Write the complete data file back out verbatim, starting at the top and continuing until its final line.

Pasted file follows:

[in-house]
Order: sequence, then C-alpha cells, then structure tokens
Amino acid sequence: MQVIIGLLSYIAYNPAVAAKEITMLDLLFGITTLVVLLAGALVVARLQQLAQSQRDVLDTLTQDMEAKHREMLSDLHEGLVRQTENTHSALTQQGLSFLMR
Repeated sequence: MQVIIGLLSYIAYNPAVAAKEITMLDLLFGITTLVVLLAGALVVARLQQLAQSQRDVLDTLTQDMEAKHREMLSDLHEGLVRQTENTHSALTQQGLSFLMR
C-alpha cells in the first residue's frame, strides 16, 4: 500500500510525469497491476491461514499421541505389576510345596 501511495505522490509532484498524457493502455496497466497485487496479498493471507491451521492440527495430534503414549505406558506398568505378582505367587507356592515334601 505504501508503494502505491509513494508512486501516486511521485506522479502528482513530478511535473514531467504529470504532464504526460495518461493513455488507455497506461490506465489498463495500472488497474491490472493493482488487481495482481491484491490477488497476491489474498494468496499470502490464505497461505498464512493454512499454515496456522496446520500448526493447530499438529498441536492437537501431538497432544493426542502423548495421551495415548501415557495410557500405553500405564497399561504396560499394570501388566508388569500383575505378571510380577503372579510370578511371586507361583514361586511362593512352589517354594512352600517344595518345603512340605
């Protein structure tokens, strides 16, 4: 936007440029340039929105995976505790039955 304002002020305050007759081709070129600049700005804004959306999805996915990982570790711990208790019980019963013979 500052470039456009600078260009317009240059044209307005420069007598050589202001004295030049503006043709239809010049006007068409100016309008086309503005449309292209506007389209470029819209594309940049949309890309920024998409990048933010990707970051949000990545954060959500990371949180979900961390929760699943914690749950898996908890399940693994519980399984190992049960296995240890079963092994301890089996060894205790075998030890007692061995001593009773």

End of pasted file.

[in-house]
Order: sequence, then C-alpha cells, then structure tokens
Amino acid sequence: MQVIIGLLSYIAYNPAVAAKEITMLDLLFGITTLVVLLAGALVVARLQQLAQSQRDVLDTLTQDMEAKHREMLSDLHEGLVRQTENTHSALTQQGLSFLMR
Repeated sequence: MQVIIGLLSYIAYNPAVAAKEITMLDLLFGITTLVVLLAGALVVARLQQLAQSQRDVLDTLTQDMEAKHREMLSDLHEGLVRQTENTHSALTQQGLSFLMR
C-alpha cells in the first residue's frame, strides 16, 4: 500500500510525469497491476491461514499421541505389576510345596 501511495505522490509532484498524457493502455496497466497485487496479498493471507491451521492440527495430534503414549505406558506398568505378582505367587507356592515334601 505504501508503494502505491509513494508512486501516486511521485506522479502528482513530478511535473514531467504529470504532464504526460495518461493513455488507455497506461490506465489498463495500472488497474491490472493493482488487481495482481491484491490477488497476491489474498494468496499470502490464505497461505498464512493454512499454515496456522496446520500448526493447530499438529498441536492437537501431538497432544493426542502423548495421551495415548501415557495410557500405553500405564497399561504396560499394570501388566508388569500383575505378571510380577503372579510370578511371586507361583514361586511362593512352589517354594512352600517344595518345603512340605
């Protein structure tokens, strides 16, 4: 936007440029340039929105995976505790039955 304002002020305050007759081709070129600049700005804004959306999805996915990982570790711990208790019980019963013979 500052470039456009600078260009317009240059044209307005420069007598050589202001004295030049503006043709239809010049006007068409100016309008086309503005449309292209506007389209470029819209594309940049949309890309920024998409990048933010990707970051949000990545954060959500990371949180979900961390929760699943914690749950898996908890399940693994519980399984190992049960296995240890079963092994301890089996060894205790075998030890007692061995001593009773």